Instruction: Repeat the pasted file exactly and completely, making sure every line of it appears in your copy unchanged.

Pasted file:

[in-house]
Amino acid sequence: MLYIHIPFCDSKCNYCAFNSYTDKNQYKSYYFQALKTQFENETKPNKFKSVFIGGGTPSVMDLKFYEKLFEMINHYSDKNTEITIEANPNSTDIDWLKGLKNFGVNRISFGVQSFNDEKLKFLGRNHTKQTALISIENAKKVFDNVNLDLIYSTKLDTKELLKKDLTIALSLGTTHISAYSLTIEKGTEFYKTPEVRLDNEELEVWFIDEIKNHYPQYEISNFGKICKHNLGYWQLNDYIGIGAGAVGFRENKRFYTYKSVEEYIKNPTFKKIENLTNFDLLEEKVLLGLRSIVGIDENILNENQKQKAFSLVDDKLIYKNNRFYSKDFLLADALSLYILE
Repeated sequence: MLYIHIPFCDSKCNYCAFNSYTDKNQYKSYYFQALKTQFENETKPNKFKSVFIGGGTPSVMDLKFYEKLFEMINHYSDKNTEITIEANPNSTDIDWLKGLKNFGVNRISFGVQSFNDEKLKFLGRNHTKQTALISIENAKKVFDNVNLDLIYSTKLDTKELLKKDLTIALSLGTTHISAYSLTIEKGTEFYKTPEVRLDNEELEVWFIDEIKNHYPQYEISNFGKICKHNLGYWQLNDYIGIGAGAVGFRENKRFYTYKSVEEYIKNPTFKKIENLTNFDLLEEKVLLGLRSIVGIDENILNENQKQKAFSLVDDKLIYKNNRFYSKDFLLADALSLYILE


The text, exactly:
[in-house]
Amino acid sequence: MLYIHIPFCDSKCNYCAFNSYTDKNQYKSYYFQALKTQFENETKPNKFKSVFIGGGTPSVMDLKFYEKLFEMINHYSDKNTEITIEANPNSTDIDWLKGLKNFGVNRISFGVQSFNDEKLKFLGRNHTKQTALISIENAKKVFDNVNLDLIYSTKLDTKELLKKDLTIALSLGTTHISAYSLTIEKGTEFYKTPEVRLDNEELEVWFIDEIKNHYPQYEISNFGKICKHNLGYWQLNDYIGIGAGAVGFRENKRFYTYKSVEEYIKNPTFKKIENLTNFDLLEEKVLLGLRSIVGIDENILNENQKQKAFSLVDDKLIYKNNRFYSKDFLLADALSLYILE
Repeated sequence: MLYIHIPFCDSKCNYCAFNSYTDKNQYKSYYFQALKTQFENETKPNKFKSVFIGGGTPSVMDLKFYEKLFEMINHYSDKNTEITIEANPNSTDIDWLKGLKNFGVNRISFGVQSFNDEKLKFLGRNHTKQTALISIENAKKVFDNVNLDLIYSTKLDTKELLKKDLTIALSLGTTHISAYSLTIEKGTEFYKTPEVRLDNEELEVWFIDEIKNHYPQYEISNFGKICKHNLGYWQLNDYIGIGAGAVGFRENKRFYTYKSVEEYIKNPTFKKIENLTNFDLLEEKVLLGLRSIVGIDENILNENQKQKAFSLVDDKLIYKNNRFYSKDFLLADALSLYILE